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A Frontier Airlines plane at Denver International Airport. (Denver International Airport photo)

Colorado Attorney General Phil Weiser on Tuesday asked the Trump administration to launch a federal investigation into Denver-based Frontier Airlines and its policies and practices around passenger flight changes during the coronavirus pandemic.

“Frontier’s method of accommodating customers who changed their itineraries because of COVID-19 is both unfair and deceptive,” Weiser said in a letter sent to Transportation Secretary Elaine Chao requesting that the U.S. Department of Transportation open a probe into the airline.

Weiser, a Democrat, said his office has fielded complaints about the low-cost carrier from people in Colorado and 29 other states since March, “more than about any other company during that time.”

Colorado Attorney General Phil Weiser speaks to reporters at a news conference Monday, Aug. 17, 2020, on mail-in voting. (Jesse Paul, The Colorado Sun)

“My office has reason to believe Frontier violated (federal law) and USDOT regulations by engaging in various practices that cause consumers financial and psychological harm and meet the USDOT’s criteria for being ‘unfair’ or ‘deceptive,’” Weiser wrote.

Weiser said Frontier allowed customers to cancel their reservations and obtain a flight credit that could be used within 90 days of the cancellation. 

“But according to consumer reports to my office, Frontier’s policies and practices — including material omissions and misrepresentations and a lack of reasonably timely problem-solving mechanisms — prevented many complainants from redeeming the full value of their flight credits and vouchers, and, in some instances, from redeeming any value at all,” Weiser wrote in his letter.

MORE: Read Colorado Attorney General Phil Weiser’s letter to Transportation Secretary Elaine Chao.

Weiser said the most common complaints his office has received were that:

  • Frontier failed to promptly refund passengers when flights were canceled or significantly changed or delayed by Frontier, or when a refund was promised by the airline.
  • Frontier failed to disclose material aspects of its policy regarding flight credits and failed to provide customers with a mechanism to promptly redeem credits or vouchers.
  • Frontier’s customer service system failed to provide customers with a mechanism for resolving flight-change problems within a reasonable period of time, costing passengers time and money.

Frontier forcefully denied any wrongdoing.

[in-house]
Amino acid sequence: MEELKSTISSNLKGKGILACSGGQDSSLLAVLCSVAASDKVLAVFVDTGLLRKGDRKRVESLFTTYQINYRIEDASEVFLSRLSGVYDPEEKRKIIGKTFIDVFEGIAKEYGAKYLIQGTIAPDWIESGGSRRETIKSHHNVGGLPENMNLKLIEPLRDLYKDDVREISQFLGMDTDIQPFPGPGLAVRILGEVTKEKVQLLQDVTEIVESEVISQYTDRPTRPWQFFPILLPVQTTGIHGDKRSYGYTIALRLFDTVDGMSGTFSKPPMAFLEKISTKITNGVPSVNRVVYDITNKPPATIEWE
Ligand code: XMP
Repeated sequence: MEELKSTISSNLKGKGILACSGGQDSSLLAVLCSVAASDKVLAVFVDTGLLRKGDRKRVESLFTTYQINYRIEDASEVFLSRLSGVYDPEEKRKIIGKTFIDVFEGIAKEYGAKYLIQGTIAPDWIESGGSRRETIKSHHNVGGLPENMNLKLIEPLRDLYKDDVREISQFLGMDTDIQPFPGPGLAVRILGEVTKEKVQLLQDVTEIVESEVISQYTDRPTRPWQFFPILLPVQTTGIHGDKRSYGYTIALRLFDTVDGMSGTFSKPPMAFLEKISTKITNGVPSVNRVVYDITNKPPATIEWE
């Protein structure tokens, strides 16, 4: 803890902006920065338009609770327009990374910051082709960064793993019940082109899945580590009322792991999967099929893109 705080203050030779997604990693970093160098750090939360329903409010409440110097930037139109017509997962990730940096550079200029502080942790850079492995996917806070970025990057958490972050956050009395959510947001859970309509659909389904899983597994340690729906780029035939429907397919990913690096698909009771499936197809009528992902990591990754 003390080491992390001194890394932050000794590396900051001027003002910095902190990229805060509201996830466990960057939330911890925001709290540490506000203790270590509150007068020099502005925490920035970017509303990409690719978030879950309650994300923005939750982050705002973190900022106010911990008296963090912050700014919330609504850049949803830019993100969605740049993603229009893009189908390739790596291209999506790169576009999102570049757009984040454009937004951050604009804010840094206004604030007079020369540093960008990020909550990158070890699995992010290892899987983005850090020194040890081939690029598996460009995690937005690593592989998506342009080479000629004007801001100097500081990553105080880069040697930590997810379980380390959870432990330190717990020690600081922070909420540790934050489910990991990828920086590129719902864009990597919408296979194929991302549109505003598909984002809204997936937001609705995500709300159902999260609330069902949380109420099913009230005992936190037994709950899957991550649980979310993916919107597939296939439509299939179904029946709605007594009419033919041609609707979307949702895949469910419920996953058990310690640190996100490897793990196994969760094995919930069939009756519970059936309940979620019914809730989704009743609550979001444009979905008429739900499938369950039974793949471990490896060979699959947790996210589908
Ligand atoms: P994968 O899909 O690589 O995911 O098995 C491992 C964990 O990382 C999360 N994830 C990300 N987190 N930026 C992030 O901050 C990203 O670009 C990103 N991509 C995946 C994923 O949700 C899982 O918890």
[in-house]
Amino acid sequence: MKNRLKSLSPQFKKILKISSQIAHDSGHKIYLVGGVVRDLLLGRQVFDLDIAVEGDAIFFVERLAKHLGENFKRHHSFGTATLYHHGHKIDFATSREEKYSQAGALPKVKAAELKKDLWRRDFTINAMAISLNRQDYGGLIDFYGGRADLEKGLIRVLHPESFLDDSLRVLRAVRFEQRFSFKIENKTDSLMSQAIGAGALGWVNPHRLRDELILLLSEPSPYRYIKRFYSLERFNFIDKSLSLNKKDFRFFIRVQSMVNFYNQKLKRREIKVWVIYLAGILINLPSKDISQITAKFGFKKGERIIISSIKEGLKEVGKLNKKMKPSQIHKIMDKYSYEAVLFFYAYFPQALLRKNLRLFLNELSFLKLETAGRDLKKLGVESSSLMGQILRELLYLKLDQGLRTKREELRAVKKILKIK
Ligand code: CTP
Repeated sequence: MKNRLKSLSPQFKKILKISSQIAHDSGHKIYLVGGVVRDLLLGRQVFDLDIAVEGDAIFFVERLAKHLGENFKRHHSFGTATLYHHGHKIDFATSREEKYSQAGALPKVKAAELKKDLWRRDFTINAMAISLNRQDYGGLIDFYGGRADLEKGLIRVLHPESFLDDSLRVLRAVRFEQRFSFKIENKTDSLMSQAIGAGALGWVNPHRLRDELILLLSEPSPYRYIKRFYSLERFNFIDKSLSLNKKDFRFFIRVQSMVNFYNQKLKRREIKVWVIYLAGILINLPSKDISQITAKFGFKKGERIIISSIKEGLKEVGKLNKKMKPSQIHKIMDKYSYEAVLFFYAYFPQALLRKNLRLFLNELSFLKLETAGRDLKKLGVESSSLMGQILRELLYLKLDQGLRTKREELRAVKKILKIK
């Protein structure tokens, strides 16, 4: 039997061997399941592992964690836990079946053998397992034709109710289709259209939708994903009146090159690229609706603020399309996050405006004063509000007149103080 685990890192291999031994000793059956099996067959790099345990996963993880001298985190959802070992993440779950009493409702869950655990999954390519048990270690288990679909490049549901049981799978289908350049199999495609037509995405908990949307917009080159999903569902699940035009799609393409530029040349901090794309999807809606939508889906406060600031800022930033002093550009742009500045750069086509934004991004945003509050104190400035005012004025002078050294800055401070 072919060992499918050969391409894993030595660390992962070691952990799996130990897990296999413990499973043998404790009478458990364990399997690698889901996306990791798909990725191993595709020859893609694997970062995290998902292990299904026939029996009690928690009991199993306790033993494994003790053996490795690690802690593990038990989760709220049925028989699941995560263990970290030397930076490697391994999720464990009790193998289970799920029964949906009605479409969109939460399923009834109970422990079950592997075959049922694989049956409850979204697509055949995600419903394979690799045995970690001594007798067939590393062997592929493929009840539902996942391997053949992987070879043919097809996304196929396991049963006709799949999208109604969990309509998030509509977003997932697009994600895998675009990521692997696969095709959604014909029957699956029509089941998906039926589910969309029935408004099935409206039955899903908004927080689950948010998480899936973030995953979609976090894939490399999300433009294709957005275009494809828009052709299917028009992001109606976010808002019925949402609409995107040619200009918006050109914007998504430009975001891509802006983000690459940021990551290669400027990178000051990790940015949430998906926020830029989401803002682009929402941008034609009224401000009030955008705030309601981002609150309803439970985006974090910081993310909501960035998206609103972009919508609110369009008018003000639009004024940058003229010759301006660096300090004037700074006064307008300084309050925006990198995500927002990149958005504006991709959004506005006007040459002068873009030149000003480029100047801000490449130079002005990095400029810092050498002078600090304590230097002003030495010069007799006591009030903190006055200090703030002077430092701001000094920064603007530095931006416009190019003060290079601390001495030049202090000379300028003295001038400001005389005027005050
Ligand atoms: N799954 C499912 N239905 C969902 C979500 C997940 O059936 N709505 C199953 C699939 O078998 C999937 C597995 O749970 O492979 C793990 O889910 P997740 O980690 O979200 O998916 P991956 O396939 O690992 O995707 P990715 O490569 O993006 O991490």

“Throughout the pandemic, Frontier Airlines has acted in good faith to care for our passengers compassionately and fairly,” Jennifer F. de la Cruz, a spokeswoman, said in a written statement to The Colorado Sun. “At all times we have remained in full compliance with DOT rules and regulations governing flight changes, cancellations and refunds. We strongly dispute any suggestion to the contrary.”

The request for a federal investigation comes as the U.S. airline industry is reeling from the effects of the coronavirus crisis as passenger traffic has nosedived. The four largest U.S. airlines lost a combined $10 billion from April through June, The Associated Press reports.

Most carriers are anticipating job cuts and have already scaled back their operations. 

Frontier warned state labor officials on July 30 that it expected to place nearly 400 employees on furlough starting in October. 

“The furloughs are expected to be permanent or last in excess of six months,” Steven Schuller, vice president of human resources for Frontier, wrote in a letter to state and local officials. “… We regret that due to circumstances beyond our control that we have found it necessary to take these steps.”

United Airlines, which has a hub in Denver, has warned that it may furlough more than 2,800 employees in the Mile High City because of the pandemic’s economic effects. American Airlines is expecting to furlough about 100 employees in Denver. 

This week, the nation’s largest airlines — United, Delta Air Lines and American — dropped change fees for most passengers, at least through the end of the year. Southwest Airlines, which also has a hub in Denver, does not impose change fees.

Planes parked at Denver International Airport during the coronavirus crisis. (Handout)

Weiser is encouraging the USDOT to seek civil penalties against Frontier if they are applicable.

“Companies cannot be allowed to take advantage of consumers during this time and must be held accountable for deceptive and unfair conduct,” Weiser said in a written statement. “By raising our concerns with USDOT and asking it to investigate and enforce the law, we are requesting a collaboration to protect consumers during this globally precarious time.”

Airline passenger traffic at Denver International Airport plummeted when the pandemic reached the U.S. It has since rebounded some.

The Colorado Sun —

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Jesse Paul is a Denver-based political reporter and editor at The Colorado Sun, covering the state legislature, Congress and local politics. He is the author of The Unaffiliated newsletter and also occasionally fills in on breaking news coverage.

A Colorado College graduate, Jesse worked at The Denver Post from June 2014 until July 2018, when he joined The Sun. He was also an intern at The Gazette in Colorado Springs and The News Journal in Wilmington, Delaware, his hometown.

Jesse has won awards for long form feature writing, public service reporting, sustained coverage and deadline news reporting.

Email: Twitter: @jesseapaul